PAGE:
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Survey results reveal student experiences around assault at Beloit

Ryan Jacquemet/The Round Table

Ryan Jacquemet/The Round Table

Last week The Round Table published that, in a report released this summer by The Washington Post, Beloit was found to have the ninth-highest rate of sexual assaults in the United States.

Last Spring administrators sent out the HEDS Sexual Assault and Campus Climate Survey and on Monday, Sept. 12 the results were presented in Richardson Auditorium by Dean of Students Christina Klawitter and Title IX Coordinator and Associate Dean Cecil Youngblood. The forum summarized over 60 pages of survey results that are now available at Beloit’s website under the Office of Institutional Research Assessment & Planning (IRAP) section.

The summary was conducted in hopes of gathering needed information about unreported experiences and about students’ perceptions of Beloit’s climate surrounding the subject of sexual assault. The survey asked questions regarding students’ perceptions of the campus climate and their experiences with unwanted sexual behaviors. It was sent to the entire student body including exchange students, Porter scholars, and those studying abroad. In total, 578 students responded (a 46 percent response rate), with 59 percent of respondents identifying as female, 37 percent identifying as male, and 4 percent identifying as other.

Klawitter and Youngblood shared what their own perceptions were coming into the survey. According to Youngblood, they thought that Beloit students were likely experiencing assault more often than is reported based on the national statistic but also believed that the 1 in 4 statistic overstates the experience of Beloit students. The survey revealed that this was true. 11 percent of respondents (62 students) said they had been assaulted since coming to Beloit College. 15 percent of females said they had been assaulted and 5 percent of males reported being assaulted according to the survey.

The survey asked more specific questions regarding students’ experiences with unwanted sexual behavior. When asked if they had received unwanted brief physical contact “such as someone briefly groping [them], rubbing sexually against [them]…or engaging in any other brief inappropriate or unwelcome touching of [their] body”, 114 students (20 percent of the students who responded) reported experiences unwanted brief physical contact “sometimes”, “often” or “very often.” Broken down further, 55 percent of students were female and 10 percent were male.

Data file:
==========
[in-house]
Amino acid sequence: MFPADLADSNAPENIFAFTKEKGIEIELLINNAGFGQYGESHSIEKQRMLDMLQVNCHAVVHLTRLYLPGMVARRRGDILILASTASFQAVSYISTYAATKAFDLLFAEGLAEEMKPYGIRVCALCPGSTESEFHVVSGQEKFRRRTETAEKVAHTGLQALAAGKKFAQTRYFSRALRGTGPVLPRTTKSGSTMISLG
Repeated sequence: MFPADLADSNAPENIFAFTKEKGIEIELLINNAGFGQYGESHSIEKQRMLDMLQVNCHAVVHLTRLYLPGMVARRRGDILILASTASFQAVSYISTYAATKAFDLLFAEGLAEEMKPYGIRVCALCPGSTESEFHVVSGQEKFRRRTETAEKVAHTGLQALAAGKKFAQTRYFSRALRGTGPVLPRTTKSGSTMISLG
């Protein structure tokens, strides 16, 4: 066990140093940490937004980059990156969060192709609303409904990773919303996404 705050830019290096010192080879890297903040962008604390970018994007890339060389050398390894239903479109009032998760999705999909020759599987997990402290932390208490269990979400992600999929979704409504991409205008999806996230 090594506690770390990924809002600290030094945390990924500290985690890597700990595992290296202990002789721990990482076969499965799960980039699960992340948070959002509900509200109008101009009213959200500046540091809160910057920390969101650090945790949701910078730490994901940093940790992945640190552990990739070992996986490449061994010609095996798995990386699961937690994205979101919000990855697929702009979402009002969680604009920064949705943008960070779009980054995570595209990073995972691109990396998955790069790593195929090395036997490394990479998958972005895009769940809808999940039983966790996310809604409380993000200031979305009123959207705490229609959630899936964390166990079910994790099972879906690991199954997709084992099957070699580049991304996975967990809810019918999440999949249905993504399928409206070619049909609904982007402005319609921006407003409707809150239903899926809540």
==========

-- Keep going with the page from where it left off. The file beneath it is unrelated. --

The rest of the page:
When it came to unwanted verbal behavior, defined as “someone making sexual comments about your body; making unwelcome sexual advances, propositions, or suggestions to you; or telling you sexually offensive jokes or kidding about your sex or gender-specific traits”, 158 students (27 percent) reported experiencing it at least “sometimes” since their time at Beloit.

When it came to perceptions of climate at Beloit, Klawitter disclosed that the school hoped to look at various perspectives. One of those was if “students think they’re at risk of assault” at Beloit. The survey asked students whether they agreed or disagreed with the statement “I do not believe that I or one of my friends is at risk of being assaulted on campus, at a college event or program, or at a party off campus.” According to responses, nearly 50 percent of students disagreed or strongly disagreed, while 15 percent strongly agreed.

Similarly, students do not perceive that Beloit’s number of sexual assaults on campus, at a college event or program, or at a party off campus is low. In fact, only around 12 percent of students strongly agreed that assaults on campus is low, while nearly 30 percent disagreed or strongly disagreed.

During the presentation Youngblood also revealed that they were “relatively surprised” with students’ confidence in the administration. “We thought students have a relatively low level of confidence in the campus reporting and investigation process,” Youngblood said, but the survey pointed to a more positive mentality among students. Over 70 percent of students who responded strongly agree or agree with the statement that “campus officials would take the report seriously” and nearly 60 percent agreed or strongly agreed that “campus officials would conduct a careful investigation in order to determine what happened.”

However, the levels of peer support that students reported were the most surprising it seemed.  Although they believed that students would report high levels of peer support, only 17 percent of students strongly agreed that students “would intervene if they witnessed a sexual assault” and 31 percent neither agreed nor disagreed. The problem with so many students falling in this middle area, Klawitter points out is that “it is not support…it’s almost as good as disagree.”

“We’ve got some work to do,” Klawitter continued. She hopes to put the work team together and to get going as soon as possible to set a two year agenda for the next two years based on the survey results. Administration is also set to work together with the sociology department’s capstone to shape prevention and climate change agenda further. Yet, “peer culture is not as strong as I thought it would be,” and Klawitter does agree that finding a solution to this issue is “puzzling”.

As for how to get more students to care and get involved in addressing these results, Klawitter isn’t quite sure. She pointed out that “not enough students” were present at Monday’s forum but hopes that through continuing efforts and a push for more awareness will lead to progress.

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